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Improving greenhouse gas emissions intensities of subtropical and tropical beef farming systems using Leucaena leucocephala
- Harrison, Matthew T., McSweeney, Chris, Tomkins, Nigel W., Eckard, Richard J.
- Agricultural systems 2015 v.136 pp. 138-146
- Chloris gayana, Leucaena leucocephala, beef, beef cattle, body weight, carbon markets, cattle breeding, crude protein, emissions factor, farming systems, farms, finishing, forage, grazing, greenhouse gas emissions, greenhouse gases, income, indigenous species, legumes, livestock production, liveweight gain, meat production, methane, models, nitrogen content, nitrous oxide, profitability, profits and margins, shrubs, soil, stocking rate, subtropics, urine, Australia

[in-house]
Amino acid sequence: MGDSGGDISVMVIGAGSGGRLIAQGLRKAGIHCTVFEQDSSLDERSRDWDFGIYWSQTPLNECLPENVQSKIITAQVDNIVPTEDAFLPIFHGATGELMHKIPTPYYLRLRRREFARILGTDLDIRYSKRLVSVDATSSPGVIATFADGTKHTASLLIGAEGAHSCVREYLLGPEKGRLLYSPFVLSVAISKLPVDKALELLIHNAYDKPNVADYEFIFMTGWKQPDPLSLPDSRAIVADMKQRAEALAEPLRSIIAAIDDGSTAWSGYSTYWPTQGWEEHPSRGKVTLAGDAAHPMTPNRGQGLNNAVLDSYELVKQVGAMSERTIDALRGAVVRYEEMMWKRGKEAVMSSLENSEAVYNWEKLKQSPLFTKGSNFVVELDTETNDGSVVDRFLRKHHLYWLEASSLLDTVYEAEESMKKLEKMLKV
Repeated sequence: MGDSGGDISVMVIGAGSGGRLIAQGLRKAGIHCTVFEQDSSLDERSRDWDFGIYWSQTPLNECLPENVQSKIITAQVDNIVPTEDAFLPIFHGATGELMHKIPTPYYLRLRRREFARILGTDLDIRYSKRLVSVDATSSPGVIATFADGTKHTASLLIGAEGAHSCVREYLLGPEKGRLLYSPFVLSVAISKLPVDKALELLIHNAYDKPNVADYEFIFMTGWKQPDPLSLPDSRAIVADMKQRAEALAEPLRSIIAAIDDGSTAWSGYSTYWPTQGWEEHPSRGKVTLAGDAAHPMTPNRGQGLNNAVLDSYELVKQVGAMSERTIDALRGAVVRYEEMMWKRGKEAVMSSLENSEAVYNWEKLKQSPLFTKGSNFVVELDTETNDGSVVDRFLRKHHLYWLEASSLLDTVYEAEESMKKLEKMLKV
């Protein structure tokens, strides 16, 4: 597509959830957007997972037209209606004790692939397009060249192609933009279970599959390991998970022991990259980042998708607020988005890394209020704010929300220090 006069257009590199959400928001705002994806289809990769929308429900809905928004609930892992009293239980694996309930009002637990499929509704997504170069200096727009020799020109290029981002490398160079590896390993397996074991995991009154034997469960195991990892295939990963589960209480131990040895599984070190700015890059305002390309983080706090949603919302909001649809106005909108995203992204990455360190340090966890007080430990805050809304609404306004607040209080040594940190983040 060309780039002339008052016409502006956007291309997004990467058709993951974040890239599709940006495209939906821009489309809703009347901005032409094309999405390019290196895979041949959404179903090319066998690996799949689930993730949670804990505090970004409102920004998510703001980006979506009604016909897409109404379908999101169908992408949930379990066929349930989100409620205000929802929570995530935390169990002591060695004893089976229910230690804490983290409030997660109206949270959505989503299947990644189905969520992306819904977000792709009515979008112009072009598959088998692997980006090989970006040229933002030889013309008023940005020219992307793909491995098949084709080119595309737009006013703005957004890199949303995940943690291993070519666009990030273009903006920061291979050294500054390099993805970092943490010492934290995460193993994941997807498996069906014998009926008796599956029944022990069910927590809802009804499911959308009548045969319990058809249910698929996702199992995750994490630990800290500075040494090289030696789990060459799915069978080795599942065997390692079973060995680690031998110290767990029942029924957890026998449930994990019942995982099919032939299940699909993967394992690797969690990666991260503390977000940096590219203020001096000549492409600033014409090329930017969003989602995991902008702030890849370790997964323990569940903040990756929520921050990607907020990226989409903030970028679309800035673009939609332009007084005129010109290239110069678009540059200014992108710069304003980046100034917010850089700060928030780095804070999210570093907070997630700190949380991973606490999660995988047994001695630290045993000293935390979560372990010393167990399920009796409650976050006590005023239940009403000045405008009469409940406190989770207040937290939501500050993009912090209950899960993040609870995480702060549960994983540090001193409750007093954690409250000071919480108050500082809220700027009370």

- Leucaena leucocephala (leucaena) is a perennial legume shrub of subtropical regions that has forage characteristics favourable for livestock production, often delivering ruminant liveweight gains that are superior to most other forage systems. Recent work suggests that leucaena mitigates ruminant enteric methane emissions, implying that the shrub may also reduce greenhouse gas (GHG) emissions at the whole farm level. However, the high crude protein content of leucaena relative to endemic grasses can increase livestock urine nitrogen concentration and may increase soil nitrous oxide emissions, potentially offsetting benefits of enteric methane mitigation.Here we examine the effects of leucaena on emissions, production and profitability at the whole farm level by modelling a property in northern Australia, assuming enterprises that specialise in cattle breeding and finishing. To contrast leucaena with a baseline property with Rhodes grass, we modelled three equivalent leucaena scenarios by matching (1) annual average stocking rate, (2) total liveweight production or (3) net farm emissions with that of the baseline, assuming all animals had access to leucaena.To maintain average annual stocking rate or liveweight production, scenarios 1 and 2 carried 5% and 12% less cattle than the baseline because animals on leucaena grew faster and had greater liveweight. In contrast, the number of animals carried and liveweight production in scenario 3 increased by 15% and 31% relative to the baseline, respectively, due to enteric methane abatement and greater liveweight gains. Grazing of leucaena increased soil nitrous oxide emissions by more than 38% in all scenarios, but this did not substantially offset net emissions abatement because nitrous oxide constituted a far smaller proportion of emissions than did methane (<10% and >90%, respectively). In all scenarios, emissions intensity (net farm emissions per unit liveweight sold) caused by grazing leucaena was reduced by more than 23% relative to baseline emissions intensities.This work shows that whilst income from carbon offsets associated with grazing leucaena is small, leucaena has significant potential to increase both animal production and gross margin, whilst reducing emissions intensity. Provided net farm emissions are maintained or reduced, these results suggest that leucaena is conducive to sustainable intensification of beef production in subtropical grazing systems.